Use of enzymes to elucidate the factors contributing to bitterness in rye flavour

Raija-Liisa Heiniö (Corresponding Author), Emilia Nordlund, Kaisa Poutanen, Johanna Buchert

    Research output: Contribution to journalArticleScientificpeer-review

    19 Citations (Scopus)


    In spite of the health-beneficial character of whole grain rye its use may be limited because of bitter taste. The impact of non-volatile chemical compounds on the bitter taste of rye was analysed by the aid of enzymatic hydrolysis, releasing potentially flavour-active compounds from the rye matrix. Whole grain rye flour–water suspension was treated with hydrolytic enzymes, whereafter portions of the rye suspensions were baked into crackers, assessed for their sensory profile as well as solubilised hydrolysis products. Heat treatment reduced the perceived bitterness. The treatment with enzyme preparation with high protease activity increased the bitterness of rye and also wheat flour both as suspension and as crackers. Other enzymes tested (with high polygalacturonase, endo-glucanase, xylanase or amyloglucosidase activity) had no significant impact on the perceived bitterness. Thus, small molecular weight peptides were considered to be a significant contributor to the bitter note of rye.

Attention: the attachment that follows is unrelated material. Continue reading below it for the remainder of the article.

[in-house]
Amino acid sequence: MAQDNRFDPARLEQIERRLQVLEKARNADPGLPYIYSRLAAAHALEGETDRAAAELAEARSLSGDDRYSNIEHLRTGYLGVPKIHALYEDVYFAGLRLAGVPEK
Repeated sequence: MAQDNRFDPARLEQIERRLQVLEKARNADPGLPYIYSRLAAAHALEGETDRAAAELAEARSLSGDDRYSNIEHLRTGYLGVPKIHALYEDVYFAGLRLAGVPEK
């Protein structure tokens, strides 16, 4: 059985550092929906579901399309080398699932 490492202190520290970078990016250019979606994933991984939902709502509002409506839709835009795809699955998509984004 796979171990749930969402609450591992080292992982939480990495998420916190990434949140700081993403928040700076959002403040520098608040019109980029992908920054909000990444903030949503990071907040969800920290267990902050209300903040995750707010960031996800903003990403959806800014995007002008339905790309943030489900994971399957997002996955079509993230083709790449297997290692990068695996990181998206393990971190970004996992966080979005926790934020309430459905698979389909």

Original languageEnglish
    Pages (from-to)31-38
    JournalFood Research International
    Issue number1
    Publication statusPublished - 2012
    MoE publication typeA1 Journal article-refereed


    • Rye
    • whole grain
    • sensory evaluation
    • flavour
    • bitterness
    • enzymes
    • peptides


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